The short run-time of Fred Zinnemann’s uncommon western belies its surprising amount of substance and polish. Not a second is wasted on overzealous information or inconsequential subplots, and the events are paced near perfectly to coincide with the true 85-minute run-time of the film. The time is always ticking and looming over marshal Will Kane (Gary Cooper) as he tries to round up a small village to back him up against an old adversary, and with each failure, we gain insight into social perceptions, human behaviors, and group mentalities.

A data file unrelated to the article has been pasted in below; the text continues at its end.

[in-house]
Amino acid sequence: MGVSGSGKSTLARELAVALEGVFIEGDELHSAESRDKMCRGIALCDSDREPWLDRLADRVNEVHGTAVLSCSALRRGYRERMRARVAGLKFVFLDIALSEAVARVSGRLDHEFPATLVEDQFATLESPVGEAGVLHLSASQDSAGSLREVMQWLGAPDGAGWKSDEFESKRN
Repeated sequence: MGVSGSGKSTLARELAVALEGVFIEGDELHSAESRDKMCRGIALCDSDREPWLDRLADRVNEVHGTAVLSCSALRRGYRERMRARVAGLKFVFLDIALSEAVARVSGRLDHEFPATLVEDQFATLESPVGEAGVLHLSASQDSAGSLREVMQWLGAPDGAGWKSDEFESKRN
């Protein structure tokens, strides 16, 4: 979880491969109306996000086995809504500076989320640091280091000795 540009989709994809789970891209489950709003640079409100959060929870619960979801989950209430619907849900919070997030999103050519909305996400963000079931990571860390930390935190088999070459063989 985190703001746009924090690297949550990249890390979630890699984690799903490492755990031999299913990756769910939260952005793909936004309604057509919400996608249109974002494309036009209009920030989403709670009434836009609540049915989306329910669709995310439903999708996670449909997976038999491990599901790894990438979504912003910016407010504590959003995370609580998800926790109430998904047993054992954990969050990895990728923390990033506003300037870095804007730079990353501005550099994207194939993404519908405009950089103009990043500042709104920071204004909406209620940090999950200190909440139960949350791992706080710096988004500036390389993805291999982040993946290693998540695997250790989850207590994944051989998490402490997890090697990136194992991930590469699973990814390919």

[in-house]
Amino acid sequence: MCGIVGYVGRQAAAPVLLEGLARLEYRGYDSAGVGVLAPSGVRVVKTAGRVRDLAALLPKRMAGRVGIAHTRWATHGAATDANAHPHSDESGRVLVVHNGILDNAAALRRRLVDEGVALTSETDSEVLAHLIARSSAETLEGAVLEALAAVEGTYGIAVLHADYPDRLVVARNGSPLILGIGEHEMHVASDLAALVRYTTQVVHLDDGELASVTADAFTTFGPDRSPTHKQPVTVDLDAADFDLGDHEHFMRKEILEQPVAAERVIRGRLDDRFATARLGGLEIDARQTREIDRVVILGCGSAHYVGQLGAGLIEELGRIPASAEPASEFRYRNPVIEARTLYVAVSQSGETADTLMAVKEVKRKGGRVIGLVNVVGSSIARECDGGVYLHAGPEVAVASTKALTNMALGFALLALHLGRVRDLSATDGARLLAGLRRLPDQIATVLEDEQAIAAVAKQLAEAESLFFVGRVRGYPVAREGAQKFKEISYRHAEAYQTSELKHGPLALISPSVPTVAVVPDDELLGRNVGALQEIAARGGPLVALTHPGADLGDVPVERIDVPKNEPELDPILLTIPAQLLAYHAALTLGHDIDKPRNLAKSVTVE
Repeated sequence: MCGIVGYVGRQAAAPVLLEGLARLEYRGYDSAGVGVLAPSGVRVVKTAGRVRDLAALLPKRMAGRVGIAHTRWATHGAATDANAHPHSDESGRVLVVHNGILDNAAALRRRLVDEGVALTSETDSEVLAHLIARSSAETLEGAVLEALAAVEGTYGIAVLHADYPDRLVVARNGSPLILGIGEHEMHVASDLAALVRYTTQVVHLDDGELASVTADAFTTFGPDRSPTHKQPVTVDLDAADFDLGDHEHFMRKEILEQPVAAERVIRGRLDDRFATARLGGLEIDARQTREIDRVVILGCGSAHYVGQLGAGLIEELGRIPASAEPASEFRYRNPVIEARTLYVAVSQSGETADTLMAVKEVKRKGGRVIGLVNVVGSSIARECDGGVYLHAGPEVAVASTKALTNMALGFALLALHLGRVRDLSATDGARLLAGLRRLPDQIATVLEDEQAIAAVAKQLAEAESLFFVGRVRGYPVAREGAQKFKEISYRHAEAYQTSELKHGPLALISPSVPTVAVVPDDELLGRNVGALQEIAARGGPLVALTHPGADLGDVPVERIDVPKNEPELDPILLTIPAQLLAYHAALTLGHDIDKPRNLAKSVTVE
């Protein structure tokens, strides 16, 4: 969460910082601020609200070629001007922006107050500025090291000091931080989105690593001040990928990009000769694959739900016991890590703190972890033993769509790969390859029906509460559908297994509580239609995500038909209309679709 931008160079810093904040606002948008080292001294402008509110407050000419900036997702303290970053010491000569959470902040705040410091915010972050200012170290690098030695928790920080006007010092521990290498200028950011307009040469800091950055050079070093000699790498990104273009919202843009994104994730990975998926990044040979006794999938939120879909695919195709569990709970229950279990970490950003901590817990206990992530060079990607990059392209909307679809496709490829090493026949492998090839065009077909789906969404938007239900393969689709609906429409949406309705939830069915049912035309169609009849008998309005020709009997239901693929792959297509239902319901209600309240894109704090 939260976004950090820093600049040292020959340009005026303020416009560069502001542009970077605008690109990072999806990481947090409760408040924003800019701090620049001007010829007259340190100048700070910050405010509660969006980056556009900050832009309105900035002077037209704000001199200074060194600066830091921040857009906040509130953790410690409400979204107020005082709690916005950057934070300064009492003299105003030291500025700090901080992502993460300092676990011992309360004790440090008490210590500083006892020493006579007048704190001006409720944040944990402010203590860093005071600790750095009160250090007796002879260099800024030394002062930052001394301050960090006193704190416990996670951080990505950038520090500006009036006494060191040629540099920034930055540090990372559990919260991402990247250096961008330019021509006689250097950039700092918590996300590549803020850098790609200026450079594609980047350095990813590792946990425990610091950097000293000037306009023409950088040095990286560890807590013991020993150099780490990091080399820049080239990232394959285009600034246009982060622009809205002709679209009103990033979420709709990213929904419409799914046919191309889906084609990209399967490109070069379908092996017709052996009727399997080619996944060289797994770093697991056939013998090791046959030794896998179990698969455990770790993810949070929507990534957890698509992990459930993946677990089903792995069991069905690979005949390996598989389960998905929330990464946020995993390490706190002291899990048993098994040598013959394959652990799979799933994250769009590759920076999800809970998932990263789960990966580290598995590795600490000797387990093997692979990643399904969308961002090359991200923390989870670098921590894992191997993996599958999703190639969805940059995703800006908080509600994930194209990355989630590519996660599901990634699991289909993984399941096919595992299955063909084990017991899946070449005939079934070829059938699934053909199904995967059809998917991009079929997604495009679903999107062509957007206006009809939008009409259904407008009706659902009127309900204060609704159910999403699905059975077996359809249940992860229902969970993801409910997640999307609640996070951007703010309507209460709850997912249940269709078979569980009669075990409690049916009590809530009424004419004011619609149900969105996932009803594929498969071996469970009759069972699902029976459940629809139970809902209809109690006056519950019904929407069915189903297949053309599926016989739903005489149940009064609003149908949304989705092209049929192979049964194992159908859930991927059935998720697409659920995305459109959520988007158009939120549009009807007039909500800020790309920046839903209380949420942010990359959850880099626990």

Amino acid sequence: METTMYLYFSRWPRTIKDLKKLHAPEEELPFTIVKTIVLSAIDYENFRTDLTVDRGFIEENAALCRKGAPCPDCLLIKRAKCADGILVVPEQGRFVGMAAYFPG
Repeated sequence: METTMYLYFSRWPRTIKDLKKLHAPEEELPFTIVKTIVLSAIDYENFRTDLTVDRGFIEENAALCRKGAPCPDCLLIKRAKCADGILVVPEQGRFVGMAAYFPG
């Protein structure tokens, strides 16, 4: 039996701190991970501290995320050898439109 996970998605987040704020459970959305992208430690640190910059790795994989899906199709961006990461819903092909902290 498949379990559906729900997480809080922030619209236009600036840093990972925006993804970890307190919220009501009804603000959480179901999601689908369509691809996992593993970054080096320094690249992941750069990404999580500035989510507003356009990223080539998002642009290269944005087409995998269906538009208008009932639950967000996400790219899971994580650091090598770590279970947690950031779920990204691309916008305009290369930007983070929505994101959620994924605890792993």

The film does not ride on the coattails of beautiful cinematography, nor does it rely on its soundtrack to convey emotion. There is only one memorable song in this film, and it is a song that gets played over and over again from beginning to end. The film is all about its characters, about examining undeterred courage and common cowardice, and perhaps in that the film serves as Kane’s greatest testimony. High Noon is understated and soft-spoken. It sticks to its guns and you’re not quite sure how it’ll turn out, but regardless of the outcome, it proves its worth and has its place in history.

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